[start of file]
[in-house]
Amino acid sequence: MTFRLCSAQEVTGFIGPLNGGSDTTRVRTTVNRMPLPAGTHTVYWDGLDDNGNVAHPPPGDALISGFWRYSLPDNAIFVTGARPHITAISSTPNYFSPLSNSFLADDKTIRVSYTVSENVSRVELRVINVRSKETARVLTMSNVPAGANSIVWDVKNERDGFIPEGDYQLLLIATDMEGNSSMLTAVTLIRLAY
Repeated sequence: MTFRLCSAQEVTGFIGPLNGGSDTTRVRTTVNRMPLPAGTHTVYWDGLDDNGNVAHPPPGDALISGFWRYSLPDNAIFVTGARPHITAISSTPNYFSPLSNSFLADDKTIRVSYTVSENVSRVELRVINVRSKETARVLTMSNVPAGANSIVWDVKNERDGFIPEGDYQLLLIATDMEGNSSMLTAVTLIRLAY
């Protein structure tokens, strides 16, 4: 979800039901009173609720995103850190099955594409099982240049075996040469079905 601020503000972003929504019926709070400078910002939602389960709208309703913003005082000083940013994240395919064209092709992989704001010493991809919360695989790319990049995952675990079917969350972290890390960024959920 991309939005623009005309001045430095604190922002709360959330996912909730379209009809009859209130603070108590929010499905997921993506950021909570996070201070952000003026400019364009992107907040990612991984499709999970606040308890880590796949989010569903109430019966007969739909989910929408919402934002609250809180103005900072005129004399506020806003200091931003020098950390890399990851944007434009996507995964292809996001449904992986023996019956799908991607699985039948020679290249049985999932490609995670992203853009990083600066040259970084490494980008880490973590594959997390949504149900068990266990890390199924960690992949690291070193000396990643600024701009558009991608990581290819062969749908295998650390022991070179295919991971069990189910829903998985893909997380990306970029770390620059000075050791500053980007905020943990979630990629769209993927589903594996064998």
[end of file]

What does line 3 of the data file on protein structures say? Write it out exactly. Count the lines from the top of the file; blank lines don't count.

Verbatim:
Repeated sequence: MTFRLCSAQEVTGFIGPLNGGSDTTRVRTTVNRMPLPAGTHTVYWDGLDDNGNVAHPPPGDALISGFWRYSLPDNAIFVTGARPHITAISSTPNYFSPLSNSFLADDKTIRVSYTVSENVSRVELRVINVRSKETARVLTMSNVPAGANSIVWDVKNERDGFIPEGDYQLLLIATDMEGNSSMLTAVTLIRLAY